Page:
Edith-Adele Bellmer, who grew up with strong ties to Sacramento history in her family’s grand Heilbron House mansion, died Feb. 22 at 95, her family said.
Less than 2 years old when her mother died, Mrs. Bellmer and her younger sister went to live at their grandparents’ stately home at Seventh and O streets. The house was built by her pioneer grandfather August Heilbron, who immigrated from Germany as a teenager and made a fortune as a grocer and cattleman in the Gold Rush era.
Completed in 1881 at a cost of $10,000, the three-story Italianate with an ornate mansard roof, brass chaneliers and a series of marbled fireplaces with elaborately carved mantels was designed by architect Nathaniel Goodell, who also designed the historic governor’s mansion at 16th and H streets. Along with a mansion around the corner for railroad tycoon and former Gov. Leland Stanford, the Heilbron residence was one of the most impressive trophy homes lining the blocks near the state Capitol.
The showcase house hosted lively gatherings of the extended Heilbron family, including aunts, uncles and fun-loving cousins, Mrs. Bellmer recalled. On the Fourth of July, the youngsters lined the public streetcar tracks nearby with cherry bombs and hung streamers of fireworks from power poles, she told The Bee at the home’s centennial celebration in 1981.
At Christmas parties, she said, the children “had a grand time watching Father draw the bird for dinner, remove the bladder, blow air into it and toss the balloon to us to play with.” She recalled racing with cousins through the house, flying down the hand-rubbed bannister “until it stung” and converting the huge copper bathtub into a water slide.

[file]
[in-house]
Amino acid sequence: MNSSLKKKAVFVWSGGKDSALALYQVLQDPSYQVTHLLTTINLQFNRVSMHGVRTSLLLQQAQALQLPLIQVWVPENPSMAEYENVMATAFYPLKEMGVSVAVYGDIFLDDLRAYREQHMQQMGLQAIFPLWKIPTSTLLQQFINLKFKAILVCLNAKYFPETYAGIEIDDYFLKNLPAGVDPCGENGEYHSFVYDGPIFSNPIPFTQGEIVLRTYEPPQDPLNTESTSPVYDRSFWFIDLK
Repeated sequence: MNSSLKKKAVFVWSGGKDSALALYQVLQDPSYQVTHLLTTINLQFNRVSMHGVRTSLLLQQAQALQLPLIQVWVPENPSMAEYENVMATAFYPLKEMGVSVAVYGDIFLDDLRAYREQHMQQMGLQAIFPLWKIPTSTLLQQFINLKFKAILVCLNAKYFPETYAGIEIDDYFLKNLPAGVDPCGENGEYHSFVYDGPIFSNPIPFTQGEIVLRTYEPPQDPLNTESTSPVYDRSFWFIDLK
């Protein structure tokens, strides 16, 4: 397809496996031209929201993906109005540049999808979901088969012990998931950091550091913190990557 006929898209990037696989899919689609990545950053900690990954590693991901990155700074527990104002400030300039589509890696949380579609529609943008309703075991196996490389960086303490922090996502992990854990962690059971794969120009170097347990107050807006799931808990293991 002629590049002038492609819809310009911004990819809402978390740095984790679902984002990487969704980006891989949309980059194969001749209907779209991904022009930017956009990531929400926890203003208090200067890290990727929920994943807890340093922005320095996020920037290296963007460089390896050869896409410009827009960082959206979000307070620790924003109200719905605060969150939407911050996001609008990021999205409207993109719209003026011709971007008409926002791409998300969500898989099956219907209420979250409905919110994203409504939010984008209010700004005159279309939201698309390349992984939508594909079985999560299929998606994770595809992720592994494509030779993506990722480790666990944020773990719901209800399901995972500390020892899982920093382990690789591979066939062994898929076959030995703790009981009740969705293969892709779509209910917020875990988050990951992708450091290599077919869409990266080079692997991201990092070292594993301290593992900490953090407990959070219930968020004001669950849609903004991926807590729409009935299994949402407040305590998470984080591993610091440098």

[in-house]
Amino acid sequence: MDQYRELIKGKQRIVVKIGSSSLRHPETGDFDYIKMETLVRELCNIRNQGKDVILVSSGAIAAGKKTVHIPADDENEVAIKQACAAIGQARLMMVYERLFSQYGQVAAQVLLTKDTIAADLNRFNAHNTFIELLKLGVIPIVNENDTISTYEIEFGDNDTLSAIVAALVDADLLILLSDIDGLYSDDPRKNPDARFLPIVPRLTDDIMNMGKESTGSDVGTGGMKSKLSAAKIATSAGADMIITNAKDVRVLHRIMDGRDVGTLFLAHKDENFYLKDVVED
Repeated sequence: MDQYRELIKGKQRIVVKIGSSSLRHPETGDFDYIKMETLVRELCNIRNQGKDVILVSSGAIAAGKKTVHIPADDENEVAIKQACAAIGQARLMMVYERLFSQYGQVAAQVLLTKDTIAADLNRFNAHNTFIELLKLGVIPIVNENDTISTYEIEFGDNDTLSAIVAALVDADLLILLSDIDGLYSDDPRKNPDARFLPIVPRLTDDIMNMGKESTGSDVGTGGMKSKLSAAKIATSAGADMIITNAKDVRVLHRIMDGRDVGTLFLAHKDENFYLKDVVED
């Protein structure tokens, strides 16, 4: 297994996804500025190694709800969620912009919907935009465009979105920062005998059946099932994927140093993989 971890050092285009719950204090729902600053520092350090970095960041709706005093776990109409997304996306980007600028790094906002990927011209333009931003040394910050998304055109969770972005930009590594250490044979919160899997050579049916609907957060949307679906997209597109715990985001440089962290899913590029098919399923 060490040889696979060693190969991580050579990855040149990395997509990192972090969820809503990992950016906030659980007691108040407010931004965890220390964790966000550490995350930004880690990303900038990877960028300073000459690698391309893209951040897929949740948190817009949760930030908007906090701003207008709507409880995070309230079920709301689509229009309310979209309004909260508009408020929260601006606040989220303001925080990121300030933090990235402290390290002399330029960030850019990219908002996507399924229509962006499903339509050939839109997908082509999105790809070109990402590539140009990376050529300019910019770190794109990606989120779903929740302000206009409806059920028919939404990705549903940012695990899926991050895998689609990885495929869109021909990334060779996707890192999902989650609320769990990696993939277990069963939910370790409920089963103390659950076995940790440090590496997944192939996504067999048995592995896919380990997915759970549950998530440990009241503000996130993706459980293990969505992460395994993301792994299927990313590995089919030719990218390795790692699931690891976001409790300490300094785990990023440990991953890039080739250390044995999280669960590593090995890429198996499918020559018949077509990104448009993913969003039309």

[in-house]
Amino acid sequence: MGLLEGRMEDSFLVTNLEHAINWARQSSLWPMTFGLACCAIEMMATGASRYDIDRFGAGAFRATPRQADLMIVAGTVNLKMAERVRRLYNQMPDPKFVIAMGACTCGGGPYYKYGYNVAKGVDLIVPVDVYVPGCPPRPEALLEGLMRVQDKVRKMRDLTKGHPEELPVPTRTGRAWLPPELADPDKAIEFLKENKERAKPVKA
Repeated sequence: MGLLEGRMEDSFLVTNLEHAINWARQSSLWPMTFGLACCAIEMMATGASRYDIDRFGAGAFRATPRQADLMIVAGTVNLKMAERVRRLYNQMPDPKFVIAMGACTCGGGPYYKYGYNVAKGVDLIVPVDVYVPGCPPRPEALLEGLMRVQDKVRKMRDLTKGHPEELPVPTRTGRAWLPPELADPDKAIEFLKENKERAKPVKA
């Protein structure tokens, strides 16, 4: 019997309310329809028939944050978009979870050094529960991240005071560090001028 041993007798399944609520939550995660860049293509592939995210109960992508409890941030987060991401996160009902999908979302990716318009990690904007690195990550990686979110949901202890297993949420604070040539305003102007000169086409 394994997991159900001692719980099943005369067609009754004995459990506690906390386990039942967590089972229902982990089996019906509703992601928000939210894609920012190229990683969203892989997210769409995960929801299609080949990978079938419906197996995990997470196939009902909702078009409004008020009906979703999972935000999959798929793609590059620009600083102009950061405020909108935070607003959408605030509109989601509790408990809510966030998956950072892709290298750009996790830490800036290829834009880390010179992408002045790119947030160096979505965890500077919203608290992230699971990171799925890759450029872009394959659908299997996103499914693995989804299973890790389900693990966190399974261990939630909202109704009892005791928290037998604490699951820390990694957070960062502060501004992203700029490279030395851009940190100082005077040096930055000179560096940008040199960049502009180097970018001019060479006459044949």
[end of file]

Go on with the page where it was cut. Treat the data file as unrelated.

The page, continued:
Mrs. Bellmer lived in the home until she married in 1942. Her relatives continued to live in Heilbron House until it was sold in 1953 to the Barbaria family, who converted the residence into an upscale restaurant.
The house – which survived redevelopment after World War II that replaced most of the beautiful neighborhood homes with bland state office buildings – changed hands over the years among a savings and loan association, Wells Fargo Bank and the nonprofit La Raza/Galeria Posada. The state Department of Parks and Recreation eventually bought the property for use as office space for about $1.5 million. Today, the Heilbron House is listed on the National Register of Historic Places.
Mrs. Bellmer had “a remarkable memory,” her son Richard said. She enjoyed telling stories about the history of Heilbron House, Sacramento and Lake Tahoe, where the Heilbron family also had a house in the Homewood community.
She was born to Lucile and Edwin Heilbron on Dec. 27, 1918, in Sutterville, a town about 2 miles south of downtown that was the site of a Union training camp during the Civil War. The community later was acquired by Sacramento and became the Land Park neighborhood.
Her father owned and worked a farm while she grew up under the watchful eye of four unmarried aunts and her grandmother at Heilbron House. She graduated from Sacramento High School and Sacramento City College and worked as a secretary at Stanford Junior High School.
She married Edgar “Bud” Bellmer and lived in Colorado while he served with the 10th Mountain Infantry at Camp Hale. They returned to Sacramento after World War II, had a son and lived in Orangevale before settling in Loomis in 1965.
Mrs. Bellmer’s husband, a retired Folsom Prison administrator, died in 2002. In addition to her son, she is survived by two grandchildren. No public service is planned.